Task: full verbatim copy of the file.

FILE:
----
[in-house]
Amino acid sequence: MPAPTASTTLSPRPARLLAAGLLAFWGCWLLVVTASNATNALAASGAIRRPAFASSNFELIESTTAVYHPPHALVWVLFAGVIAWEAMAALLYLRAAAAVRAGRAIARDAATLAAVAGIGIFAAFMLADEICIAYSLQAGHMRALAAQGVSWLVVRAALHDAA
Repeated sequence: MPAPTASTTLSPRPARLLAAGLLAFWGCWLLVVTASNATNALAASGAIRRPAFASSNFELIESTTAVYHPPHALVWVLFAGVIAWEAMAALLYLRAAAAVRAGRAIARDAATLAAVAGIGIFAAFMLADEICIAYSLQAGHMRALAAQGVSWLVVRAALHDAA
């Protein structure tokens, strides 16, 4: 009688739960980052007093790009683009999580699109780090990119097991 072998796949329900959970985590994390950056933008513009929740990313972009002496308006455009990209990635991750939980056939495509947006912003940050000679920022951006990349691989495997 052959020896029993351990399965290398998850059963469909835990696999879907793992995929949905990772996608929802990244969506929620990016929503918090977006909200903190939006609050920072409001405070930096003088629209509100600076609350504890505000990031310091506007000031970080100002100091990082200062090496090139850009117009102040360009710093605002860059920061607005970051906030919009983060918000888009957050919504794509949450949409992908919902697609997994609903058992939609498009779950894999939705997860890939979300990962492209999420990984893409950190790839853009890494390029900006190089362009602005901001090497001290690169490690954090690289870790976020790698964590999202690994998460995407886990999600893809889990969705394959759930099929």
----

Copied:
[in-house]
Amino acid sequence: MPAPTASTTLSPRPARLLAAGLLAFWGCWLLVVTASNATNALAASGAIRRPAFASSNFELIESTTAVYHPPHALVWVLFAGVIAWEAMAALLYLRAAAAVRAGRAIARDAATLAAVAGIGIFAAFMLADEICIAYSLQAGHMRALAAQGVSWLVVRAALHDAA
Repeated sequence: MPAPTASTTLSPRPARLLAAGLLAFWGCWLLVVTASNATNALAASGAIRRPAFASSNFELIESTTAVYHPPHALVWVLFAGVIAWEAMAALLYLRAAAAVRAGRAIARDAATLAAVAGIGIFAAFMLADEICIAYSLQAGHMRALAAQGVSWLVVRAALHDAA
């Protein structure tokens, strides 16, 4: 009688739960980052007093790009683009999580699109780090990119097991 072998796949329900959970985590994390950056933008513009929740990313972009002496308006455009990209990635991750939980056939495509947006912003940050000679920022951006990349691989495997 052959020896029993351990399965290398998850059963469909835990696999879907793992995929949905990772996608929802990244969506929620990016929503918090977006909200903190939006609050920072409001405070930096003088629209509100600076609350504890505000990031310091506007000031970080100002100091990082200062090496090139850009117009102040360009710093605002860059920061607005970051906030919009983060918000888009957050919504794509949450949409992908919902697609997994609903058992939609498009779950894999939705997860890939979300990962492209999420990984893409950190790839853009890494390029900006190089362009602005901001090497001290690169490690954090690289870790976020790698964590999202690994998460995407886990999600893809889990969705394959759930099929």